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Intel P45 Express - Preview
by Marc Prieur
Published on June 27, 2008

Overclocking
Unfortunately, we couldn’t test frequency increases on the P45 with four memory modules because our two motherboards failed before this test. On the P35D3 Platinum, note that it was able to synchronously function up to FSB1560/DDR3-1560 with two modules and up to FSB1400/DDR3-1400 with four. With the P45, Intel only makes the DDR3-1333 support official, something which was already well established in practice on the P35.


For the FSB, with a QX6850 (which is our quad core with the highest FSB wall), we were able to attain 440 MHz (FSB1760) on the P35 at the initial voltage of 1.25V and 470 MHz by increasing the chipset voltage to 1.45V and the VTT voltage from 1.2 to 1.35V. On the P45, at the starting 1.1V we attained 430 MHz (FSB1720) and then 460 MHz by increasing to 1.4V. These were all stable frequencies validated by a 30 minute session of Prime95. Note that the P45 used for this test stopped functioning properly after we tried to stabilize it at 470 MHz.
Conclusion
On paper as in practice, the P45 doesn’t really have anything revolutionary as was the case of the P35 compared to the P965. Of course, DDR3-1333 support is now official (but it was something already effective for the P35) while the ICH only evolves in its standard version.

Actually, it is especially the improved support of PCI-Express compared to the P35 which is of interest. This is either due to new PCI-E 2.0 support or the 16 lanes that can now be shared between two graphic ports. It enables Intel to offer a mid-level chipset capable of properly running two graphic cards independently or in CrossFire. Otherwise, this meant previously having to opt for the more expensive X38 or X48.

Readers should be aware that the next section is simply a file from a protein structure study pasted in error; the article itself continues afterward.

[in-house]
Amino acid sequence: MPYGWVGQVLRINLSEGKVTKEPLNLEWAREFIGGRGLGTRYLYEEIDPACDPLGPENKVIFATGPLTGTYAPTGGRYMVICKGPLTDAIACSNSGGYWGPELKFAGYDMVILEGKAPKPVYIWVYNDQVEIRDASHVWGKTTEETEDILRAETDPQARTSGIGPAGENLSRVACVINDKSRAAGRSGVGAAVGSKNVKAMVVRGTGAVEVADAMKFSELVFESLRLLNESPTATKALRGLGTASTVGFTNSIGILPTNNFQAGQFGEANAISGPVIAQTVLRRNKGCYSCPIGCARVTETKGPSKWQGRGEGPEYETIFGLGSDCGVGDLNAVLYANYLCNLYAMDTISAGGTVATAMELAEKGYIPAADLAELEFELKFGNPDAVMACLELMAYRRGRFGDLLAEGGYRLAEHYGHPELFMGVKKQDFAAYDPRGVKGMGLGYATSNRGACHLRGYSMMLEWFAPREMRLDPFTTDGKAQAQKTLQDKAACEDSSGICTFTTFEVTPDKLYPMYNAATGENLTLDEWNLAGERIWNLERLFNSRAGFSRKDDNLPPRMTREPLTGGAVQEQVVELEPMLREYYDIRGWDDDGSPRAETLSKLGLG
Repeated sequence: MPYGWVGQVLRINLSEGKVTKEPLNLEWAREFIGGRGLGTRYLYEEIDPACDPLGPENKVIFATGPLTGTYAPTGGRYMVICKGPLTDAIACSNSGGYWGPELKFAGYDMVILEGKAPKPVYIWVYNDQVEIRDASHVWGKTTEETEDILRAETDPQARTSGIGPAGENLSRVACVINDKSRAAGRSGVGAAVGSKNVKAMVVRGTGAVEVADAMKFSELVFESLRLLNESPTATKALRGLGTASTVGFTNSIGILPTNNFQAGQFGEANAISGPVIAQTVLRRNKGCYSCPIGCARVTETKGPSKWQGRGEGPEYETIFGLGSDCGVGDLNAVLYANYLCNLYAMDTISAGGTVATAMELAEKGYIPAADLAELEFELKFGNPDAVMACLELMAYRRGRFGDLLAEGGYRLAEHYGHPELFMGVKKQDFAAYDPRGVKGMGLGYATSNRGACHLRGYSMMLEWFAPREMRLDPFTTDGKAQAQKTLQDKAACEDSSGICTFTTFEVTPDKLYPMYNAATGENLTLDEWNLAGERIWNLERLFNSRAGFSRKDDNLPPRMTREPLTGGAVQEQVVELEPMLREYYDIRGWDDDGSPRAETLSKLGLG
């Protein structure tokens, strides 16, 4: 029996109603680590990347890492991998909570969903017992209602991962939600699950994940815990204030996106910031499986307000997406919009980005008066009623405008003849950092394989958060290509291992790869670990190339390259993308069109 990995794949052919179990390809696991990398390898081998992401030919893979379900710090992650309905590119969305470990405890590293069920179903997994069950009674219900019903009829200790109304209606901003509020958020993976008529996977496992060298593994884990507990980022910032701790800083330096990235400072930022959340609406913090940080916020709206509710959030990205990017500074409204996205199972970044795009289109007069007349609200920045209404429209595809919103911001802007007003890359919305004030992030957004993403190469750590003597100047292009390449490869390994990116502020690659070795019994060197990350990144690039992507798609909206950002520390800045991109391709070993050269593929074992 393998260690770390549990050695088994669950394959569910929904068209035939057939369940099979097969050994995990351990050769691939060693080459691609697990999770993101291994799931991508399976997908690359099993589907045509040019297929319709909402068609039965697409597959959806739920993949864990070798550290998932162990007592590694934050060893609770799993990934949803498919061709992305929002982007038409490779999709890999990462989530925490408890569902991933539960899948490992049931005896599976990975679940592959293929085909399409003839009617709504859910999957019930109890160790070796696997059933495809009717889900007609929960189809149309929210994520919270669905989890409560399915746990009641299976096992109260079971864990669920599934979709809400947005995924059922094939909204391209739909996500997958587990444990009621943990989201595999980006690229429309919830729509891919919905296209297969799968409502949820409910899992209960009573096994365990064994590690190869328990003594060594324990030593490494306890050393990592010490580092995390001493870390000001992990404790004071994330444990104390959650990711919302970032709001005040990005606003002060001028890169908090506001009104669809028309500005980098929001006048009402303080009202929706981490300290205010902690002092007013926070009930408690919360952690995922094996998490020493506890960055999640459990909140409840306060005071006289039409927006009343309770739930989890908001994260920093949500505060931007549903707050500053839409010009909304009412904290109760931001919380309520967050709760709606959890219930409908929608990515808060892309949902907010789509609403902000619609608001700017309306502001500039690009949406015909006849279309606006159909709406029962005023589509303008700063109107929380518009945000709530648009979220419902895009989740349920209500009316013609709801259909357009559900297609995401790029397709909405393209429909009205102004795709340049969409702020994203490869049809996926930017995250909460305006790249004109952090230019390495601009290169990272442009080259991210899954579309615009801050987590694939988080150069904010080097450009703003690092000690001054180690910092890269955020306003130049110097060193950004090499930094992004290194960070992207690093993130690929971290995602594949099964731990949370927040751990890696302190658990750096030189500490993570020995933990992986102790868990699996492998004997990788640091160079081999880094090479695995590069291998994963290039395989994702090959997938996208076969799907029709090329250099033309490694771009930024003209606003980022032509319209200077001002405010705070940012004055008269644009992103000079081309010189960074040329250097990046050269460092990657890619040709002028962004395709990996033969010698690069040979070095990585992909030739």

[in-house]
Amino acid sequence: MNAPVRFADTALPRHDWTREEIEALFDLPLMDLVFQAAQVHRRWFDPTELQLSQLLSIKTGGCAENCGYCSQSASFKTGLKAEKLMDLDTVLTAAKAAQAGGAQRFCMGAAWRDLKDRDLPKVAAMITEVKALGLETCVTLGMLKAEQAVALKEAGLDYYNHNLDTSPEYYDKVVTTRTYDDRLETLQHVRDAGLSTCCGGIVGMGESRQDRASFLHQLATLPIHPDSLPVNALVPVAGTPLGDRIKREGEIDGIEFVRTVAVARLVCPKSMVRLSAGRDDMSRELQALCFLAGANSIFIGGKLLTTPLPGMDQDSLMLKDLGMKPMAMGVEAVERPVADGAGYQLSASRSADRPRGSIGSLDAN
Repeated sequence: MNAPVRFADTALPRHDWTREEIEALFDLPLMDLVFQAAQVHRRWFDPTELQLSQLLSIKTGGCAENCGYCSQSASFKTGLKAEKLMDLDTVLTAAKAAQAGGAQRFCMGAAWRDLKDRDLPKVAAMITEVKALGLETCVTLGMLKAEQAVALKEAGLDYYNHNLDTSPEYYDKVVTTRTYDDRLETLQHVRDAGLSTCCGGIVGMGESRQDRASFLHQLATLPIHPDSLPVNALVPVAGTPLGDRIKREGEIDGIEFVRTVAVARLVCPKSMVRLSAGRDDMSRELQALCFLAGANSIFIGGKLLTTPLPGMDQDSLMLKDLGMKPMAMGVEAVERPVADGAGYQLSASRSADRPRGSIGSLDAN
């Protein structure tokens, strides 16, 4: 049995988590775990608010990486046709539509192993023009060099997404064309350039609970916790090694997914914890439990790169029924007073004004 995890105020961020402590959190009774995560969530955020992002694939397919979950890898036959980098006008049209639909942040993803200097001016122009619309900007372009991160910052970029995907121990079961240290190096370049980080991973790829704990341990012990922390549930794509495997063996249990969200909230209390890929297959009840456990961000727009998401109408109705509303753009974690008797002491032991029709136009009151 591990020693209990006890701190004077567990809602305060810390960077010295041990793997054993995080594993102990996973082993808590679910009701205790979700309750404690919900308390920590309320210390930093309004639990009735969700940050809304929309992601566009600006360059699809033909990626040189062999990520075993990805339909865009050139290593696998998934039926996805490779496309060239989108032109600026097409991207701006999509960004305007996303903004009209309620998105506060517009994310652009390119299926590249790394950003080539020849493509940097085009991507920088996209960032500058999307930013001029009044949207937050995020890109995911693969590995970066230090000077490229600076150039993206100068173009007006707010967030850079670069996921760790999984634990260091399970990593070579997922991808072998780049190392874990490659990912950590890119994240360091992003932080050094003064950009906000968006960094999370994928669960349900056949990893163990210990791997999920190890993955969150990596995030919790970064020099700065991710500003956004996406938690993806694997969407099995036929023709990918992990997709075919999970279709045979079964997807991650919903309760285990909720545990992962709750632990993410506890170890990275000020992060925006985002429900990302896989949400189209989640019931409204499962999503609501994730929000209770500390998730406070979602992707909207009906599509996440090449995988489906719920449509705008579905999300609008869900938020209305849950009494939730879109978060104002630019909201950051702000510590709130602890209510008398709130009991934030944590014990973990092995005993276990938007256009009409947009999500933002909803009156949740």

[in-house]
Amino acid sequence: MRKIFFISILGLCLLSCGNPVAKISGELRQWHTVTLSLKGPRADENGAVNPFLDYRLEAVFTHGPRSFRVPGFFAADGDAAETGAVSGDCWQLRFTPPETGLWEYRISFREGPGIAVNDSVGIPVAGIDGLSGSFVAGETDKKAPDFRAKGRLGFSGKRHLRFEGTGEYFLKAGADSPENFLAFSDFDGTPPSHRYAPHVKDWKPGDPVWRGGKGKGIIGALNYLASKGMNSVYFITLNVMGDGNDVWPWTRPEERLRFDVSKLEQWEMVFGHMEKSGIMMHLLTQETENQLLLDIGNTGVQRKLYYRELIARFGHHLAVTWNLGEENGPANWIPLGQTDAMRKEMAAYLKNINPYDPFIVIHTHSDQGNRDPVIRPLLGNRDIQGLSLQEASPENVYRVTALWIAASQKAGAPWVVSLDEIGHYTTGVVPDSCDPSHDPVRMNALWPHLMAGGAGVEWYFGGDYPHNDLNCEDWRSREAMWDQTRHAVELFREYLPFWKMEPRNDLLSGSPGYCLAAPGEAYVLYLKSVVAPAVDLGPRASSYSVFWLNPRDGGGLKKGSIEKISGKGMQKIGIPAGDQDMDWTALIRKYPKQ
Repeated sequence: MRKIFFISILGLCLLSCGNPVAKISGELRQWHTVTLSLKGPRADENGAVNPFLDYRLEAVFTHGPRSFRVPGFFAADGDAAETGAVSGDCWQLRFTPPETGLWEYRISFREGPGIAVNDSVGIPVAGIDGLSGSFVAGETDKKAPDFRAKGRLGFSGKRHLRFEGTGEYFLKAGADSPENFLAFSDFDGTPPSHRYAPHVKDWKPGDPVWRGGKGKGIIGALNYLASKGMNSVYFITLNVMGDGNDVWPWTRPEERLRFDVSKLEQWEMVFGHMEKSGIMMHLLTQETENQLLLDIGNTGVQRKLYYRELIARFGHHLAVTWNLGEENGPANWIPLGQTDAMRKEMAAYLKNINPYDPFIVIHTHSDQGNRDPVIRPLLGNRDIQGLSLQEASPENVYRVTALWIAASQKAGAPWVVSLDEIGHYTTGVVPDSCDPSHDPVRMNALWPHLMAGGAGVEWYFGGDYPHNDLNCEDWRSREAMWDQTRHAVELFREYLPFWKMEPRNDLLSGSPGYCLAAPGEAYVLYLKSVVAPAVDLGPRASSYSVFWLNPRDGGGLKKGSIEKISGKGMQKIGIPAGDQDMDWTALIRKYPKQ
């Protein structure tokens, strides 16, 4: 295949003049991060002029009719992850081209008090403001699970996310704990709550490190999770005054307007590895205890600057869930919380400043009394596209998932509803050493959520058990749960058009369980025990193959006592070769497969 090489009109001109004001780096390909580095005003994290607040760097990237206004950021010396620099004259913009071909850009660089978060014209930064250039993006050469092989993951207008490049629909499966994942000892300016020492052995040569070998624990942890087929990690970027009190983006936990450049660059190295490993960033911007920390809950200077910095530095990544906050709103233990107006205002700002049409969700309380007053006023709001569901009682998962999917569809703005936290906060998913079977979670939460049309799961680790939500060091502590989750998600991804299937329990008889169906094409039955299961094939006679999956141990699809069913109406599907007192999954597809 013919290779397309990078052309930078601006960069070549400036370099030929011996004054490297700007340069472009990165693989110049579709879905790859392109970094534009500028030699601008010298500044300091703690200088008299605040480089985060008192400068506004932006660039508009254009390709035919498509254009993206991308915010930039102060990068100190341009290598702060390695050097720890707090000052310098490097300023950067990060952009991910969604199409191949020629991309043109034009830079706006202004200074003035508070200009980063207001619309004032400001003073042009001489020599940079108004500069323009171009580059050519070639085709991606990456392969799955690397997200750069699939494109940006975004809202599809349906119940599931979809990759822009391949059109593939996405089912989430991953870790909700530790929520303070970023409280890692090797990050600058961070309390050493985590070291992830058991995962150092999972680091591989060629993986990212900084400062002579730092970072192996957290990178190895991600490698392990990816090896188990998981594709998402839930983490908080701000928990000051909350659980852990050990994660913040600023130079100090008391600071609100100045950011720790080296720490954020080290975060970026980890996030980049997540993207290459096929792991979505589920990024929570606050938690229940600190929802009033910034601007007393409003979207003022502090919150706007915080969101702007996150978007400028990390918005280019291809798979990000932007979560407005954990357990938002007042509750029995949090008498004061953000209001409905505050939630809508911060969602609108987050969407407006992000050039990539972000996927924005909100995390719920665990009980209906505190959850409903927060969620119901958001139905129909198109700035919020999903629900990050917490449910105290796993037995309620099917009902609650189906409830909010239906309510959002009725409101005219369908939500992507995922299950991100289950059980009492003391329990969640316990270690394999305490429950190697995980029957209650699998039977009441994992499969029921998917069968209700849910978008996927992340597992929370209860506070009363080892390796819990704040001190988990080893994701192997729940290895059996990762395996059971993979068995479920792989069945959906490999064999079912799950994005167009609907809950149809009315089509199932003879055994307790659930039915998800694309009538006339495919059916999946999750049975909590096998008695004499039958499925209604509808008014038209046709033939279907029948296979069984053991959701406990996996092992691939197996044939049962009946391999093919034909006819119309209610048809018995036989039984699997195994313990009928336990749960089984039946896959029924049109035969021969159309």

So, the P45 will not necessarily motivate you to change your motherboard, all the more so that like all Socket 775 models, it will not be compatible with the next generation of Intel Nehalem processors which will use a new Socket. Moreover, this compatibility is unfortunately impossible given the number of changes on the chipset level in the transition from the Core 2 to the Nehalem: different processor bus, the memory controller moves from the chipset to the CPU, etc.


Finally, like with each new chipset we should keep in mind that it’s the first buyers that will deal with unresolved bios issues. For this reason, some will be tempted to wait for user feedback…or opt for a P35 Express which overall doesn’t have much to fear from the P45. As for us, we were particularly unlucky in this test due to two successive motherboards that could not handle their chipsets being pushed too hard in overclocking. Is this MSI’s fault and related to the motherboard or does this fall on Intel and the fact that the chipset was in its pre-series stage? We can’t answer this question and even if we hope that the latter is true, user feedback on commercialized versions should be closely monitored...

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